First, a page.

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Evil Abe was the nickname I gave to the man on the screen who squeezed the cherry-red tip of his black beard until it sharpened into a downward point. In his stovetop hat and long black jacket, he looked like a cross between Satan and Lincoln. The other three contestants clenched their inked-up biceps and stared into the camera. Only one of them would win the $10,000 prize for cutting the face of a dead baby into a stranger’s skin. The theme of today’s show was “in memoriam,” and the challenge was to ink portraits of lost loved ones. Babies as floating heads or sleeping dolls with eyes closed and flowered headbands. This is reality TV in America. This is reality. This is TV. This is America.

This didn’t use to be me.

The hilarious, award-winning comedy writer Larry Doyle has a new book out this month. Deliriously Happy is a compilation of short, funny pieces Larry wrote for The New Yorker, Esquire and other magazines. You might know Larry from when he wrote and produced The Simpsons. Or maybe you know him from his first novel, I Love You Beth Cooper. If you’re a true Larry Doyle fan then you know that he also wrote the wildly fun and inventive novel Go, Mutants! and was a writer on Beavis and Butthead. And then there are the Hollywood films he’s written! Because there’s so much to talk about with Larry, I thought I’d narrow it down by subject matter and number. Hence, here is the Larry Doyle Six Question Sex Interview:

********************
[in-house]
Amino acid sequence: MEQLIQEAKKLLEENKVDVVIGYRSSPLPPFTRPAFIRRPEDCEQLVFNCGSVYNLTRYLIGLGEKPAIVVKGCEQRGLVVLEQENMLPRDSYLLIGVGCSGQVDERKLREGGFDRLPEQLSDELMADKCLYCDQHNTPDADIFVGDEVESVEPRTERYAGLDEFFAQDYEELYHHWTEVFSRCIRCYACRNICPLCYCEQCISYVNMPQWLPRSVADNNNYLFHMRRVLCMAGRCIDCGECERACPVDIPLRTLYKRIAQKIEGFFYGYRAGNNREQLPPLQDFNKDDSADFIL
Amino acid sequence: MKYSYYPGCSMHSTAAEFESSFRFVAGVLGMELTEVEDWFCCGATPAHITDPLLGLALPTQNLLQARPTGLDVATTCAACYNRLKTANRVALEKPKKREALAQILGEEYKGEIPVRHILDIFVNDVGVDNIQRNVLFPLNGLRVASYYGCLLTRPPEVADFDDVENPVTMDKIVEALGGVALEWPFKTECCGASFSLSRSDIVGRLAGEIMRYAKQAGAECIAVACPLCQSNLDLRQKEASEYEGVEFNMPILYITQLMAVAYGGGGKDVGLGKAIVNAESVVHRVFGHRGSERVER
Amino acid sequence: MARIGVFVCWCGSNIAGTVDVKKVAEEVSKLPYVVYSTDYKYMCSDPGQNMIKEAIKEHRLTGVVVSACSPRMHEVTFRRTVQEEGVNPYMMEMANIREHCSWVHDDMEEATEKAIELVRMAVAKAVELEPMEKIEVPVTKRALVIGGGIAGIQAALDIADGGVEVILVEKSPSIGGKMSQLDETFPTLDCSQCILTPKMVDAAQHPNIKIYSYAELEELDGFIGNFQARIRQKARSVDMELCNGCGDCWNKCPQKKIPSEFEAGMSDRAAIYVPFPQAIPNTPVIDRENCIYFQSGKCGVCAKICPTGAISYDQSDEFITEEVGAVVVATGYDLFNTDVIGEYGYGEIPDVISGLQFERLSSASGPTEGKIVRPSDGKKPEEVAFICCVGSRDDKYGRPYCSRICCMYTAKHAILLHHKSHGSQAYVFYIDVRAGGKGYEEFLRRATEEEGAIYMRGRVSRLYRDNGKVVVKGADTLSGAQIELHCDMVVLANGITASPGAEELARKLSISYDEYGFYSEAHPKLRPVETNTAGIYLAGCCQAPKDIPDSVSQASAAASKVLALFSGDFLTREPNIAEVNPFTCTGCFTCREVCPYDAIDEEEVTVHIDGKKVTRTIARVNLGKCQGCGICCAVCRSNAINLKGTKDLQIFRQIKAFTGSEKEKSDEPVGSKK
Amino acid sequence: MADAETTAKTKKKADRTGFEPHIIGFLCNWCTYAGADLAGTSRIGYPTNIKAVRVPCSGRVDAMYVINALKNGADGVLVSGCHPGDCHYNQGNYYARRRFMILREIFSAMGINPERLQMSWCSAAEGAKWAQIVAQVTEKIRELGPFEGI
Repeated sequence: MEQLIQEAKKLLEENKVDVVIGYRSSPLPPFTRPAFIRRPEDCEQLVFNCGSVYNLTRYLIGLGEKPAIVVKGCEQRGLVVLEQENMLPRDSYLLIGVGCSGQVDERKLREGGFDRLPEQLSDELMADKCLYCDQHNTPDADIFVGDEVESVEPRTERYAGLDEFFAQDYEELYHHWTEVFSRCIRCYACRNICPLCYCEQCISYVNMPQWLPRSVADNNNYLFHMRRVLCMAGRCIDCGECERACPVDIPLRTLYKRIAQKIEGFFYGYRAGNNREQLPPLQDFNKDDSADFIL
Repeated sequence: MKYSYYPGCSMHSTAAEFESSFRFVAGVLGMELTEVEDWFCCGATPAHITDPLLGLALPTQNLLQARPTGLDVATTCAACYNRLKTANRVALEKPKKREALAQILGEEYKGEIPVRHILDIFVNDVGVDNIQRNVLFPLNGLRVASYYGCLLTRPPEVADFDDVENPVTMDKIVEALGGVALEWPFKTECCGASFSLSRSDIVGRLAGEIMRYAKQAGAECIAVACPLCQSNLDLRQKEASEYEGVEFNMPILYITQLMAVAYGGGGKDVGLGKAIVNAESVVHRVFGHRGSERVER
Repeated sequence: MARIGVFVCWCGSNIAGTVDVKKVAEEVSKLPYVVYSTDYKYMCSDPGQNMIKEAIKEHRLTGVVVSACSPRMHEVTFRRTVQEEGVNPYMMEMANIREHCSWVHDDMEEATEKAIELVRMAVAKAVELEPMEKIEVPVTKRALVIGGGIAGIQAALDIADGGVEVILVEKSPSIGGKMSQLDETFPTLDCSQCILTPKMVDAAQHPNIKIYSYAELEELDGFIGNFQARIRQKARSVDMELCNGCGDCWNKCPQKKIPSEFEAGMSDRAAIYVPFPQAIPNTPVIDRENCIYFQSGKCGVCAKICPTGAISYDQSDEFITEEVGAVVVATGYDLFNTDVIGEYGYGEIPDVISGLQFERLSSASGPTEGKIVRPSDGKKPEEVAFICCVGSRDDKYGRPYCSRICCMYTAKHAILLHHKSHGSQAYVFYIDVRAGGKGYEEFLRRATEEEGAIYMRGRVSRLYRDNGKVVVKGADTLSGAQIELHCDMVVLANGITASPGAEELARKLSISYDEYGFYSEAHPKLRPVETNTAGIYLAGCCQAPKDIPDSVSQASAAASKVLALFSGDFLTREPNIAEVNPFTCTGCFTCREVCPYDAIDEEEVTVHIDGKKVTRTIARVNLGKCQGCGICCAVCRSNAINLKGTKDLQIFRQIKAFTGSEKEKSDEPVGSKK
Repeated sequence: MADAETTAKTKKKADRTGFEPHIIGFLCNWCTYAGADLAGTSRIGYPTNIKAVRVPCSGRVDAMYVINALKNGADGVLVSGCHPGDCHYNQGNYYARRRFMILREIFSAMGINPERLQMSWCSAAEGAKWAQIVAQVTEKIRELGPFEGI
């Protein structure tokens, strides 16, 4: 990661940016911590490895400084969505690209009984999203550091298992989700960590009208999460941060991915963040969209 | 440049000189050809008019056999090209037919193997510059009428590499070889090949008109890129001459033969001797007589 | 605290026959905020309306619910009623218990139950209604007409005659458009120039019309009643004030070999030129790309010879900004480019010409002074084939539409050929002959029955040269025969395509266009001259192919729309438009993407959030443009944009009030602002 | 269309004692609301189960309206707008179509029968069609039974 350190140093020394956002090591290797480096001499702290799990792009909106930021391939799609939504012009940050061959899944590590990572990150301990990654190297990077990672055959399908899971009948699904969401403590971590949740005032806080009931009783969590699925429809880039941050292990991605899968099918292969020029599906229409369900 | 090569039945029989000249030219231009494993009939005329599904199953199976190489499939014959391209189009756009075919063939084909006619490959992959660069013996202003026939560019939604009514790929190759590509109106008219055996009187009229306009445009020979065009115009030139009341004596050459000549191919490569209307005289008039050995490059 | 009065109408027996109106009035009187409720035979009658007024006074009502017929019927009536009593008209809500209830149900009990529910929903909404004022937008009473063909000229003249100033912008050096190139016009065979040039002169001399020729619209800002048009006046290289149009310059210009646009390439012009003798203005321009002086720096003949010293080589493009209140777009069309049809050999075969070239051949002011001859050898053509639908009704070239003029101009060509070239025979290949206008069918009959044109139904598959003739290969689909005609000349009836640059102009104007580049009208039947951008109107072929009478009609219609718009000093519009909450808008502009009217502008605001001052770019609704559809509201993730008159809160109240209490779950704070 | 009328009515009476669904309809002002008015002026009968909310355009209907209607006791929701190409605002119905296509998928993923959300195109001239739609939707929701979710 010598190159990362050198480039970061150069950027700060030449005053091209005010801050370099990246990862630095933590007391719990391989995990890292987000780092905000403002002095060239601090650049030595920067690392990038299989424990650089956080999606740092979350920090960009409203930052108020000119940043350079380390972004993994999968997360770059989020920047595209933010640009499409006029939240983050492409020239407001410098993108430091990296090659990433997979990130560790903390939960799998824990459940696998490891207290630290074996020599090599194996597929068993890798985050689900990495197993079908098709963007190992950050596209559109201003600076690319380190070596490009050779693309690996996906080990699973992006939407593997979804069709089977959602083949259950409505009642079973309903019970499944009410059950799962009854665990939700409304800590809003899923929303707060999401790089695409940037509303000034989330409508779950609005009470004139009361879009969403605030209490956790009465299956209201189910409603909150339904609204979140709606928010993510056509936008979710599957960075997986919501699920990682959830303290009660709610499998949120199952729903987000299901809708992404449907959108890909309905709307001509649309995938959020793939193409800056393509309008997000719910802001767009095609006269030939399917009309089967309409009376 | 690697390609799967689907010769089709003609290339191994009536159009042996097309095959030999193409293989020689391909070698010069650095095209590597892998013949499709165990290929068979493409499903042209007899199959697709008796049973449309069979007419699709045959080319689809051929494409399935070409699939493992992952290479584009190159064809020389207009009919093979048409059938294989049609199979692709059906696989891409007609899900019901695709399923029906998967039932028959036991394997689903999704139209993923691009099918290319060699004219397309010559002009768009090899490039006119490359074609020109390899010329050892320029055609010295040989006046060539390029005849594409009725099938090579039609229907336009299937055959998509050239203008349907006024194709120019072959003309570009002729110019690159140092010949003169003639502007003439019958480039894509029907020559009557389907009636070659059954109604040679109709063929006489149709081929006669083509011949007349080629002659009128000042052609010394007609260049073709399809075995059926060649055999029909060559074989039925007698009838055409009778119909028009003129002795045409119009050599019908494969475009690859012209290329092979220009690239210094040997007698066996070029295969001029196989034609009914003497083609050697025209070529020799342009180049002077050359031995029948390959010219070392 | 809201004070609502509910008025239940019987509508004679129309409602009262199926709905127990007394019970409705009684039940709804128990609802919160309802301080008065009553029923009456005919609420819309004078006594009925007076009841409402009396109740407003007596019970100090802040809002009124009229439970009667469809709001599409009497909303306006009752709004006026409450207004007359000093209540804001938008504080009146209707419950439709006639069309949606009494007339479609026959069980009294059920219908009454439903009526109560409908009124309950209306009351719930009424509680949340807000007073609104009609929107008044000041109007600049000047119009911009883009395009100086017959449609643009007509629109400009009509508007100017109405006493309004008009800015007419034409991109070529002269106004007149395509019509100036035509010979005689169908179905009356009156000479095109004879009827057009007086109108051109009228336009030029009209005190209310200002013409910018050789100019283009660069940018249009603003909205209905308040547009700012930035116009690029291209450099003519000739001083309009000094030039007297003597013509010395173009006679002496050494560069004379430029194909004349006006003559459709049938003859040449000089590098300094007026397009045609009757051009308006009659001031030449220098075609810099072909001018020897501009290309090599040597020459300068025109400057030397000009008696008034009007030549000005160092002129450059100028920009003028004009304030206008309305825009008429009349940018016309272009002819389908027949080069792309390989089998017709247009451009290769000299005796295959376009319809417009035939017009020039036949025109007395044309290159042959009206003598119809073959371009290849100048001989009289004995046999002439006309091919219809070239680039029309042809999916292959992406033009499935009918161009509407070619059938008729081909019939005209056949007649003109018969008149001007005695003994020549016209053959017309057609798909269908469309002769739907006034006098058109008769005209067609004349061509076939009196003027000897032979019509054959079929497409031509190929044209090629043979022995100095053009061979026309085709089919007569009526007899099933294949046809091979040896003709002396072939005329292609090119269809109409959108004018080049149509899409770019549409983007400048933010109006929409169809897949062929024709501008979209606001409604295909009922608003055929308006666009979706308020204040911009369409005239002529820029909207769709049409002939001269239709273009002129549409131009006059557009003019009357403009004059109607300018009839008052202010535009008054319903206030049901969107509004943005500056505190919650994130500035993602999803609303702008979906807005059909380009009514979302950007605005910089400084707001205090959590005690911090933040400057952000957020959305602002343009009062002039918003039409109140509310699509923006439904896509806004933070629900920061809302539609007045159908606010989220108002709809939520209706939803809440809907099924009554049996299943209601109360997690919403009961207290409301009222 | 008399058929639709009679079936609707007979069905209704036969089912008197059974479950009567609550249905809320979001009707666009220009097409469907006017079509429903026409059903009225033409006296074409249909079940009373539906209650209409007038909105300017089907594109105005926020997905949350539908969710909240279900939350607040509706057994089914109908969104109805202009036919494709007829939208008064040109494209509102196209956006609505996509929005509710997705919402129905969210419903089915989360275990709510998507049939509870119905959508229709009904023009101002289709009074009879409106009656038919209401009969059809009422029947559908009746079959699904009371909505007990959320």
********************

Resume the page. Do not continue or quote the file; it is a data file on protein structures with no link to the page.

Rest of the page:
There is sex in all your books but it’s never straight-forward sexy. It’s always, well, embarrassingly funny. Can you explain this?

I was unaware that sex was not embarrassing. Clearly I should have read up more on the subject before attempting it.

Most sex writing is embarrassing and funny, though not intentionally. My goal is to one day write an amazing sex scene, Olympic and profound, that is also funny on purpose. That will be my life’s work.

William S. Burroughs has led me many places, including to John Waters.

And when Yony Leyser, director of the excellent documentary William S. Burroughs: A Man Within, suggested I invite John Waters to Lake Forest College, my first thought was, why hadn’t I come up with that?